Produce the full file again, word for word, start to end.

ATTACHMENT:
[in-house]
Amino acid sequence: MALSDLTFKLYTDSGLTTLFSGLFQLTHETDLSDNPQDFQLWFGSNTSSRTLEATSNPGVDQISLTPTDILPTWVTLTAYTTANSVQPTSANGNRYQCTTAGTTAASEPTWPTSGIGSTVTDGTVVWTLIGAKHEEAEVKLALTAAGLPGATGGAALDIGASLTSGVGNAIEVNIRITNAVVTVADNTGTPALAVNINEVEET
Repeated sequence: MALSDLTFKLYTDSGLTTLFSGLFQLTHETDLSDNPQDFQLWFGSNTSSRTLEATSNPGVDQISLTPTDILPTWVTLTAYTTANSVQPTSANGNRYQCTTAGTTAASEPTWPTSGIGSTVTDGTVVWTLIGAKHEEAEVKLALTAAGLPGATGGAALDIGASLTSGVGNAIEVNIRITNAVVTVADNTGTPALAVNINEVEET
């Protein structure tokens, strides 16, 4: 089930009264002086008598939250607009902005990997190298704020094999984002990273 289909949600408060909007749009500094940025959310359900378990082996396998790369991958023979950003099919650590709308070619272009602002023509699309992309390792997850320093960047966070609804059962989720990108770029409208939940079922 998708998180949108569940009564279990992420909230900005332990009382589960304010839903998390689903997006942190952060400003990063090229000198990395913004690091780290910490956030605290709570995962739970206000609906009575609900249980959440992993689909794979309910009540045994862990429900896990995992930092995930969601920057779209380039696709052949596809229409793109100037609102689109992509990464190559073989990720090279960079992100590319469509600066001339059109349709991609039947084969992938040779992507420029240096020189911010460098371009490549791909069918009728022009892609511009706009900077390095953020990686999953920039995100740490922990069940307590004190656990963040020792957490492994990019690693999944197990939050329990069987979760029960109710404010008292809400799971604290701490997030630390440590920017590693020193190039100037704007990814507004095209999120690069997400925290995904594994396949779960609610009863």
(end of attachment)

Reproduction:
[in-house]
Amino acid sequence: MALSDLTFKLYTDSGLTTLFSGLFQLTHETDLSDNPQDFQLWFGSNTSSRTLEATSNPGVDQISLTPTDILPTWVTLTAYTTANSVQPTSANGNRYQCTTAGTTAASEPTWPTSGIGSTVTDGTVVWTLIGAKHEEAEVKLALTAAGLPGATGGAALDIGASLTSGVGNAIEVNIRITNAVVTVADNTGTPALAVNINEVEET
Repeated sequence: MALSDLTFKLYTDSGLTTLFSGLFQLTHETDLSDNPQDFQLWFGSNTSSRTLEATSNPGVDQISLTPTDILPTWVTLTAYTTANSVQPTSANGNRYQCTTAGTTAASEPTWPTSGIGSTVTDGTVVWTLIGAKHEEAEVKLALTAAGLPGATGGAALDIGASLTSGVGNAIEVNIRITNAVVTVADNTGTPALAVNINEVEET
């Protein structure tokens, strides 16, 4: 089930009264002086008598939250607009902005990997190298704020094999984002990273 289909949600408060909007749009500094940025959310359900378990082996396998790369991958023979950003099919650590709308070619272009602002023509699309992309390792997850320093960047966070609804059962989720990108770029409208939940079922 998708998180949108569940009564279990992420909230900005332990009382589960304010839903998390689903997006942190952060400003990063090229000198990395913004690091780290910490956030605290709570995962739970206000609906009575609900249980959440992993689909794979309910009540045994862990429900896990995992930092995930969601920057779209380039696709052949596809229409793109100037609102689109992509990464190559073989990720090279960079992100590319469509600066001339059109349709991609039947084969992938040779992507420029240096020189911010460098371009490549791909069918009728022009892609511009706009900077390095953020990686999953920039995100740490922990069940307590004190656990963040020792957490492994990019690693999944197990939050329990069987979760029960109710404010008292809400799971604290701490997030630390440590920017590693020193190039100037704007990814507004095209999120690069997400925290995904594994396949779960609610009863």